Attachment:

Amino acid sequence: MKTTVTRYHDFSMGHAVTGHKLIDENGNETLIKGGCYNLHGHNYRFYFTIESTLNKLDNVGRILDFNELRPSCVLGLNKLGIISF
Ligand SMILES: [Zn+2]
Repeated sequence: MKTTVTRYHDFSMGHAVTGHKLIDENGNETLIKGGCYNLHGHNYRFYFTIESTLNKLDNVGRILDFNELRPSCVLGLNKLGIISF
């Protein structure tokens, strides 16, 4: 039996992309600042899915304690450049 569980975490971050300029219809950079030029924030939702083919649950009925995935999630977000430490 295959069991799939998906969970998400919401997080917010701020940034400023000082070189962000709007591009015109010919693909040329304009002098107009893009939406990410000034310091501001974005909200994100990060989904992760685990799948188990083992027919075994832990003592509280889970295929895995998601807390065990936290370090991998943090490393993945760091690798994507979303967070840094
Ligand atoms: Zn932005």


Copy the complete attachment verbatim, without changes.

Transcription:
Amino acid sequence: MKTTVTRYHDFSMGHAVTGHKLIDENGNETLIKGGCYNLHGHNYRFYFTIESTLNKLDNVGRILDFNELRPSCVLGLNKLGIISF
Ligand SMILES: [Zn+2]
Repeated sequence: MKTTVTRYHDFSMGHAVTGHKLIDENGNETLIKGGCYNLHGHNYRFYFTIESTLNKLDNVGRILDFNELRPSCVLGLNKLGIISF
């Protein structure tokens, strides 16, 4: 039996992309600042899915304690450049 569980975490971050300029219809950079030029924030939702083919649950009925995935999630977000430490 295959069991799939998906969970998400919401997080917010701020940034400023000082070189962000709007591009015109010919693909040329304009002098107009893009939406990410000034310091501001974005909200994100990060989904992760685990799948188990083992027919075994832990003592509280889970295929895995998601807390065990936290370090991998943090490393993945760091690798994507979303967070840094
Ligand atoms: Zn932005």